Doctor Who: Resurrection of the Daleks


"It's stopped being fun, Doctor. Goodbye."

Oh boy, this is one nasty, mess of a story.

With the exception of the cameo in 'The Five Doctors', the Doctor's most famous adversaries hadn't been seen on screen since 'Destiny of the Daleks' in 1979, an absence of five years. 'Resurrection of the Daleks' was meant to do for the Daleks what 'Earthshock' had done for the Cybermen by providing Skaro's worst with a glorious comeback that reestablished them as force to be reckoned with.

'Resurrection' is a showcase for everything bad that producer John Nathan-Turner and script editor Eric Saward brought to the show. First of all, there's the horrendous script, provided by Saward himself. The plot is a convoluted mess that hardly makes any sense. The Daleks' scheme, which involves freeing their creator, conquering Earth and Gallifrey all at the same time, is ridiculously complicated and only becomes more so when Davos is defrosted and starts his own scheming. Oh yes, Davros. Now played by Terry Molloy, the creator of the Daleks has lost the cold menace that made him such a fascinating villain in 'Genesis' and is now nothing more than rant machine who never shuts up about how he and his creations with CONQUER THE UNIVERSE!!!! Ugh, someone shove him back in the freezer.

The most off-putting thing about 'Resurrection of the Daleks' is the level of violence it contains. By 1984 the likes of Mary Whitehouse were too busy being offended by all the naughty content on newly launched Channel 4 and forgot all about Doctor Who. As such, Nathan-Turner and Saward began to push the boundary of what they could get away with in terms of violence. This resulted in a story that is a complete bloodbath with characters dying all over the place, sometimes in very gruesome ways. But it is all shamelessly gratuitous, violence simply for violence's sake.

What this story is probably most famous for, besides all the blood and guts, is Tegan's departure. Deeply shaken by the amount of bloodshed in this story, Tegan abruptly parts ways with the Doctor, unable to deal with all the death travelling with him now entails. It is difficult not to see her remark that "It stopped being fun" as an unintentional comment of the state of the show itself. At this point in its long history, Doctor Who just wasn't fun anymore.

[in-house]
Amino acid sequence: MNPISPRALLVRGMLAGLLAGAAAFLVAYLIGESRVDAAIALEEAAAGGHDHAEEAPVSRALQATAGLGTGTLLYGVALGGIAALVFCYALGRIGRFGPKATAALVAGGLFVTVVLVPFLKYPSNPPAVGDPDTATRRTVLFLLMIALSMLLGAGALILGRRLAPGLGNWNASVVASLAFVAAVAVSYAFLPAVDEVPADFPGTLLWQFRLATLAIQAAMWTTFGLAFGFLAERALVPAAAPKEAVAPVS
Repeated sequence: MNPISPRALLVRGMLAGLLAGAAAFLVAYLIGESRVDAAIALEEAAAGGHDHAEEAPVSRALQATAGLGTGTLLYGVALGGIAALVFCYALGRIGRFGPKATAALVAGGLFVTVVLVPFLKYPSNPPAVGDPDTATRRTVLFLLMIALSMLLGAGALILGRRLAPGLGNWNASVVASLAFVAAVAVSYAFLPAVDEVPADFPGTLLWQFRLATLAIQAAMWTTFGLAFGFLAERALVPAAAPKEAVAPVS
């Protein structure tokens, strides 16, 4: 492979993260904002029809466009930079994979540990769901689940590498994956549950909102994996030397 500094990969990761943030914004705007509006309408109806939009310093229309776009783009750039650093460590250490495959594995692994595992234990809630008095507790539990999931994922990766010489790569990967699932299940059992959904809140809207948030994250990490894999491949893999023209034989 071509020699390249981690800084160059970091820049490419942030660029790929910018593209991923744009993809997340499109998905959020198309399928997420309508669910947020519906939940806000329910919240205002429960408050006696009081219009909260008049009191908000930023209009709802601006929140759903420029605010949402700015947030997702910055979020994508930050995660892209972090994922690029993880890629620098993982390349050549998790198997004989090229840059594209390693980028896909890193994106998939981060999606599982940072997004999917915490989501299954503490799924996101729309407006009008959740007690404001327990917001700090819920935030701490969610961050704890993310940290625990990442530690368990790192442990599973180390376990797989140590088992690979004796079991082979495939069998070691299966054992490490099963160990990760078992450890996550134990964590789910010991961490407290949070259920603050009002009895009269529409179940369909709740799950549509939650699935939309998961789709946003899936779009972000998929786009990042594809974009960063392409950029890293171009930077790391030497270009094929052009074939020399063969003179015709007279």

Notes and Quotes

--Due to the BBC's coverage of the 1984 Winter Olympics, this story was transmitted as two double-length episodes.

--The story features extensive location shooting at Shad Thames, near Tower Bridge. At the time it was all disused warehouses, which have now been converted into apartments and shops.

--The helmets Lytton and his men wear are beyond ridiculous.

--The opening scene of policemen gunning down people in the street sparked a large number of complaints from viewers, but not enough to discourage the producers, who would make the show even more violent in the following season.

--Once again Saward breaks the Doctor's rule about handling guns. First he shoots up a Dalek mutant like he's at the OK Corral (which, in fact, he was), then later he threatens to blow Davros' head off.

Never would, eh? 
Davros: "If I were you, I'd be dead."
The Doctor: "I lack your practice, Davros."
Davros: "You are soft, like all Time Lords."

Stien: "I can't stand the confusion in my mind!"

The Doctor: "No, no, don't leave, not like this."
Tegan: "I must! I'm sorry! Goodbye."

One and a half out of four complete bloodbaths.
--
Mark Greig is gonna catch 'em all. More Mark Greig.

2 comments:

Billie Doux said...

Love the photo at the top. Or more accurately, the caption. :)

Mark Greig said...

I do think that comparison is a little unfair, though. To Davros. Not Trump.